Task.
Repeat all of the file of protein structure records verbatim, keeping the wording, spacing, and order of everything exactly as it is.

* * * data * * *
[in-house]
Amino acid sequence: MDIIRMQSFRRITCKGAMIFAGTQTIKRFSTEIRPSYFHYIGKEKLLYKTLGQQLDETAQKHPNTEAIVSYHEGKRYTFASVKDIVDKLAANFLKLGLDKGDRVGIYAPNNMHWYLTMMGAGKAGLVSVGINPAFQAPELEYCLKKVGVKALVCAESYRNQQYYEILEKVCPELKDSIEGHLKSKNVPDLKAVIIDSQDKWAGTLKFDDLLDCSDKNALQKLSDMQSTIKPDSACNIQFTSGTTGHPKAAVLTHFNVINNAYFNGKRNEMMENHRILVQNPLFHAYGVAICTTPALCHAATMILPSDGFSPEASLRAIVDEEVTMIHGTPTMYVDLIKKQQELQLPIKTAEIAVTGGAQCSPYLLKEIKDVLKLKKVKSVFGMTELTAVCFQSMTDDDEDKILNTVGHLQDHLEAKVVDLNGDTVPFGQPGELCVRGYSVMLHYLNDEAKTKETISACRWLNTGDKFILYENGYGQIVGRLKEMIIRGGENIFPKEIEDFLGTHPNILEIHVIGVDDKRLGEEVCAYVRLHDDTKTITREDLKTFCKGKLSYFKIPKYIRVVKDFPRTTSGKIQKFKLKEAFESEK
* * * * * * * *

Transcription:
[in-house]
Amino acid sequence: MDIIRMQSFRRITCKGAMIFAGTQTIKRFSTEIRPSYFHYIGKEKLLYKTLGQQLDETAQKHPNTEAIVSYHEGKRYTFASVKDIVDKLAANFLKLGLDKGDRVGIYAPNNMHWYLTMMGAGKAGLVSVGINPAFQAPELEYCLKKVGVKALVCAESYRNQQYYEILEKVCPELKDSIEGHLKSKNVPDLKAVIIDSQDKWAGTLKFDDLLDCSDKNALQKLSDMQSTIKPDSACNIQFTSGTTGHPKAAVLTHFNVINNAYFNGKRNEMMENHRILVQNPLFHAYGVAICTTPALCHAATMILPSDGFSPEASLRAIVDEEVTMIHGTPTMYVDLIKKQQELQLPIKTAEIAVTGGAQCSPYLLKEIKDVLKLKKVKSVFGMTELTAVCFQSMTDDDEDKILNTVGHLQDHLEAKVVDLNGDTVPFGQPGELCVRGYSVMLHYLNDEAKTKETISACRWLNTGDKFILYENGYGQIVGRLKEMIIRGGENIFPKEIEDFLGTHPNILEIHVIGVDDKRLGEEVCAYVRLHDDTKTITREDLKTFCKGKLSYFKIPKYIRVVKDFPRTTSGKIQKFKLKEAFESEK